Doma Inc. v 885 Park Ave. Corp.
2018 NY Slip Op 28078 [59 Misc 3d 703]
March 13, 2018
Freed, J.
Supreme Court, New York County
Published by New York State Law Reporting Bureau pursuant to Judiciary Law § 431.
As corrected through Wednesday, May 23, 2018

Doma Inc., Plaintiff,
885 Park Avenue Corporation et al., Defendants.

Supreme Court, New York County, March 13, 2018


Davidoff Hutcher & Citron LLP, New York City (Derek Wolman of counsel), for plaintiff.

Gallet Dreyer & Berkey, LLP, New York City (Michelle P. Quinn of counsel), for 885 Park Avenue Corporation, defendant.

{**59 Misc 3d at 704} OPINION OF THE COURT
Kathryn E. Freed, J.

In this action for breach of contract and to foreclose a mechanic's lien, plaintiff Doma Inc., a contractor, alleges that it entered into an agreement with defendant Jan Gilman to substantially renovate her home in apartment 11B of 885 Park Avenue, New York, NY 10021 for an initial cost of $583,800 and, following 39 change orders, an additional cost of $722,509. The building is owned by defendant 885 Park Avenue Corp. (hereinafter the coop), which is a cooperative corporation of which Gilman is a tenant-shareholder. Plaintiff contends that the last day it performed on the contract was September 8, 2016, having substantially completed the work it was hired to do. It asserts that it is owed $177,268.70, and it filed a mechanic's lien against the premises in that amount. Plaintiff now moves for a default judgment against the coop. The coop cross-moves to dismiss the complaint on the ground that a bond discharging the lien has been filed ensuring full payment of the lien amount.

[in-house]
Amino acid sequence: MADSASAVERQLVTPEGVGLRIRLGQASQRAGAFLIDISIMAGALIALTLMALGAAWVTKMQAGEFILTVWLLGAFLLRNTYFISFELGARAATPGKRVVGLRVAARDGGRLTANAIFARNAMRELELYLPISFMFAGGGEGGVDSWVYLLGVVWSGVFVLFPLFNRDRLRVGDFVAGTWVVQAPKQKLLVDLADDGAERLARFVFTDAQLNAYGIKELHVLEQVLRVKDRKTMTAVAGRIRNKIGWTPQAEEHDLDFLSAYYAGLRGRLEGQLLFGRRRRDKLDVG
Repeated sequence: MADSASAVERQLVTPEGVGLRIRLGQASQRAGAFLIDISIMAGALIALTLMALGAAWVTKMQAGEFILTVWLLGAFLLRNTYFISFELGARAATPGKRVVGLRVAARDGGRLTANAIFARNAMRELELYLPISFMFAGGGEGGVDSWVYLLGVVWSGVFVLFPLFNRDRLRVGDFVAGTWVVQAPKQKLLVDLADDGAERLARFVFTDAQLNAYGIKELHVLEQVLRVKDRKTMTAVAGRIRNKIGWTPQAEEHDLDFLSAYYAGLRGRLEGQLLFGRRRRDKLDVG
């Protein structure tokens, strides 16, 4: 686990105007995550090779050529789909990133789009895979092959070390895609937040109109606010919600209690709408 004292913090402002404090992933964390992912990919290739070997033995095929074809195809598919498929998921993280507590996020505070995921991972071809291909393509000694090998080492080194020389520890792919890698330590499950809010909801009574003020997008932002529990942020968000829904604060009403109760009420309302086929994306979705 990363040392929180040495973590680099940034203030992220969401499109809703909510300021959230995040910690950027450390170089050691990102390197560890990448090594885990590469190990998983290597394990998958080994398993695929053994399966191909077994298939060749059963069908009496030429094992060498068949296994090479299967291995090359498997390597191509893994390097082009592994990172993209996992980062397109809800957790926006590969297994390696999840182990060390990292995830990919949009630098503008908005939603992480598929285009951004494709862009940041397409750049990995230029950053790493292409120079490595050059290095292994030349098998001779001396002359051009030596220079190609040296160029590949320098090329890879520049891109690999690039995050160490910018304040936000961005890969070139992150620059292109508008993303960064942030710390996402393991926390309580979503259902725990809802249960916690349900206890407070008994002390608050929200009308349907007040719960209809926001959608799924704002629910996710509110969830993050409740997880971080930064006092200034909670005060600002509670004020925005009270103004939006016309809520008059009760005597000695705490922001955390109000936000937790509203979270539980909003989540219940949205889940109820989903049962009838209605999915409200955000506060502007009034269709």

Initially, the coop's delay in answering was not lengthy and, furthermore, its excuse that it did not believe an answer was necessary in light of the posting of a bond comports with its position in general and is reasonable under the circumstances. For these reasons, this court accepts the cross motion to dismiss as timely made in lieu of an answer. (See Emigrant Bank v Rosabianca, 156 AD3d 468, 472 [1st Dept 2017]; Artcorp Inc. v Citirich Realty Corp., 140 AD3d 417, 417-418 [1st Dept 2016].)